Once upon a time the office of lieutenant governor
was a powerful post whose occupant appointed committees and set the legislative
agenda for Alabama 's upper house. But over the years political partisanship
and party infighting took away much of the authority the position once enjoyed.
Today the lieutenant governor does little more than preside over the Alabama Senate.
Which, considering the candidates
seeking the position, is just as well.
On one hand you have the Republican,
Luther Strange, a former lobbyist for many Big Mule businesses whose stock answer
when asked what he plans to do if elected has been to deny any real knowledge
of what goes on in Montgomery but to add that he is sure he can make it better
if he gets into office. It is one thing to run as an outsider (a strange stance
for a lobbyist if ever there was one) but it is quite another thing altogether
to tell voters that being clueless will be an advantage. For someone aspiring
to the second-highest office in the state not even to know, much less have a position
on, the widely discussed Amendment Two which will be on the ballot when he is
is reason enough to look elsewhere on election day.
And looking elsewhere you find Jim
Give Folsom credit, he knows his way
around Montgomery . He once held the office he is seeking now and briefly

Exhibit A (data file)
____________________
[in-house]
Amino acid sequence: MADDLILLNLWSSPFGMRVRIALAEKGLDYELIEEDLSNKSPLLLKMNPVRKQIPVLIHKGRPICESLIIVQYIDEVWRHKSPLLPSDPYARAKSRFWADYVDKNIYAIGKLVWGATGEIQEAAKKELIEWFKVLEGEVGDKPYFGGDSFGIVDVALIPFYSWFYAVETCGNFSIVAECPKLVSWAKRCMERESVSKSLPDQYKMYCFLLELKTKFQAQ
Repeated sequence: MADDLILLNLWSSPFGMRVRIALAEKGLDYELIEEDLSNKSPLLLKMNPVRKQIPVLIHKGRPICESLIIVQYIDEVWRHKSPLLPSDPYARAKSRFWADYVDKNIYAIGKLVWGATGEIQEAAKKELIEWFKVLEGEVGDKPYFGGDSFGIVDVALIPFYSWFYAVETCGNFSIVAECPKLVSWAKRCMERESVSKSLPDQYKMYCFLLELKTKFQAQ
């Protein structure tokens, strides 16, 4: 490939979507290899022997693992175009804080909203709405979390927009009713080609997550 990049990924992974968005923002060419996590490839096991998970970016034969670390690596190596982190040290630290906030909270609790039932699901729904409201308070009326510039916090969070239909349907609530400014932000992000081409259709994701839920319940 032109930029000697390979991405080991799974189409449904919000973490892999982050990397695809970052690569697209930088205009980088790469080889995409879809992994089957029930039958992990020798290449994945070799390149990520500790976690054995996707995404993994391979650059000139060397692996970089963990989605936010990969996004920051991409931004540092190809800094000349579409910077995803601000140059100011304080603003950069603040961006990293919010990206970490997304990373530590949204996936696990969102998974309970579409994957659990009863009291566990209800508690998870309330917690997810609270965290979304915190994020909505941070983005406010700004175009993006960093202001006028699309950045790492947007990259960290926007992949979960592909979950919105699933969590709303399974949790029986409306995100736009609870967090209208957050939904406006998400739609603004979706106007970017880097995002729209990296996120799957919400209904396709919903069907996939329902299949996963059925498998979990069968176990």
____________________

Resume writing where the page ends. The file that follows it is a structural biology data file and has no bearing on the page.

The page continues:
was governor when Gov. Guy Hunt was forced out of office.
Such experience can work for and against
a candidate, and Strange's campaign has tried to link
Folsom to unsubstantiated claims of corruption and cronyism. On the other hand,
while in office Folsom did help bring Mercedes to the state; some believe that
had he been elected governor in his own right he would have set Alabama on a more
progressive course than was taken by the man who defeated him, Gov. James.
All of which is to say that of the
two candidates running for a job that has little power, the one we feel understands
the issues and the political process well enough to keep order in the Senate,
forge compromises between competing factions, and maybe even do some good for
the people is Jim Folsom.